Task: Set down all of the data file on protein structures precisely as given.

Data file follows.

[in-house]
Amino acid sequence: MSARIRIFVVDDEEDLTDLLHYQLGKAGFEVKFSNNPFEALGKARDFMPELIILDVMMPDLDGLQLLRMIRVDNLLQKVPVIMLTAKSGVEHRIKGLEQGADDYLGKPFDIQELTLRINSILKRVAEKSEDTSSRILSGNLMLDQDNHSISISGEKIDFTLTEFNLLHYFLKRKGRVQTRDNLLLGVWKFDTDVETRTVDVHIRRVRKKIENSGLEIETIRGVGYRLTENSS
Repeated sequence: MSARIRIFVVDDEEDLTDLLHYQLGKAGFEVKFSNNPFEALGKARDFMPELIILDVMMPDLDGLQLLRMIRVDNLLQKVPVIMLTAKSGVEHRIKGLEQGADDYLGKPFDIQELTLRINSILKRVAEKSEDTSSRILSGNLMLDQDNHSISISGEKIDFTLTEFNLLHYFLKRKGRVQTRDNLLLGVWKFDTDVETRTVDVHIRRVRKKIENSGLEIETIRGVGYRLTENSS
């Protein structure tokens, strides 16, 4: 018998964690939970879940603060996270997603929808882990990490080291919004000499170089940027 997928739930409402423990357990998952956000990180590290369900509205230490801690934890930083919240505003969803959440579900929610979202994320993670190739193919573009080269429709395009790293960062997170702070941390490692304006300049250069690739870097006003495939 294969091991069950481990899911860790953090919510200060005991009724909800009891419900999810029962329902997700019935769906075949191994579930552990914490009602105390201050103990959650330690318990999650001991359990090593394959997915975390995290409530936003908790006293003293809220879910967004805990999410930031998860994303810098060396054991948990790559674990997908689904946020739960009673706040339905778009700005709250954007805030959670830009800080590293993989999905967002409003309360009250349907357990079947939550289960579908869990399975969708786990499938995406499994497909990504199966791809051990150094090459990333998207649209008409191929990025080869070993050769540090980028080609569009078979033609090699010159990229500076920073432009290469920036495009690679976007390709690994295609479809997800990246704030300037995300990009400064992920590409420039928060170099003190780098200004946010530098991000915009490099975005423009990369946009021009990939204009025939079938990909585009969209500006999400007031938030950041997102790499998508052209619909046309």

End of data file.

[in-house]
Amino acid sequence: MSARIRIFVVDDEEDLTDLLHYQLGKAGFEVKFSNNPFEALGKARDFMPELIILDVMMPDLDGLQLLRMIRVDNLLQKVPVIMLTAKSGVEHRIKGLEQGADDYLGKPFDIQELTLRINSILKRVAEKSEDTSSRILSGNLMLDQDNHSISISGEKIDFTLTEFNLLHYFLKRKGRVQTRDNLLLGVWKFDTDVETRTVDVHIRRVRKKIENSGLEIETIRGVGYRLTENSS
Repeated sequence: MSARIRIFVVDDEEDLTDLLHYQLGKAGFEVKFSNNPFEALGKARDFMPELIILDVMMPDLDGLQLLRMIRVDNLLQKVPVIMLTAKSGVEHRIKGLEQGADDYLGKPFDIQELTLRINSILKRVAEKSEDTSSRILSGNLMLDQDNHSISISGEKIDFTLTEFNLLHYFLKRKGRVQTRDNLLLGVWKFDTDVETRTVDVHIRRVRKKIENSGLEIETIRGVGYRLTENSS
């Protein structure tokens, strides 16, 4: 018998964690939970879940603060996270997603929808882990990490080291919004000499170089940027 997928739930409402423990357990998952956000990180590290369900509205230490801690934890930083919240505003969803959440579900929610979202994320993670190739193919573009080269429709395009790293960062997170702070941390490692304006300049250069690739870097006003495939 294969091991069950481990899911860790953090919510200060005991009724909800009891419900999810029962329902997700019935769906075949191994579930552990914490009602105390201050103990959650330690318990999650001991359990090593394959997915975390995290409530936003908790006293003293809220879910967004805990999410930031998860994303810098060396054991948990790559674990997908689904946020739960009673706040339905778009700005709250954007805030959670830009800080590293993989999905967002409003309360009250349907357990079947939550289960579908869990399975969708786990499938995406499994497909990504199966791809051990150094090459990333998207649209008409191929990025080869070993050769540090980028080609569009078979033609090699010159990229500076920073432009290469920036495009690679976007390709690994295609479809997800990246704030300037995300990009400064992920590409420039928060170099003190780098200004946010530098991000915009490099975005423009990369946009021009990939204009025939079938990909585009969209500006999400007031938030950041997102790499998508052209619909046309």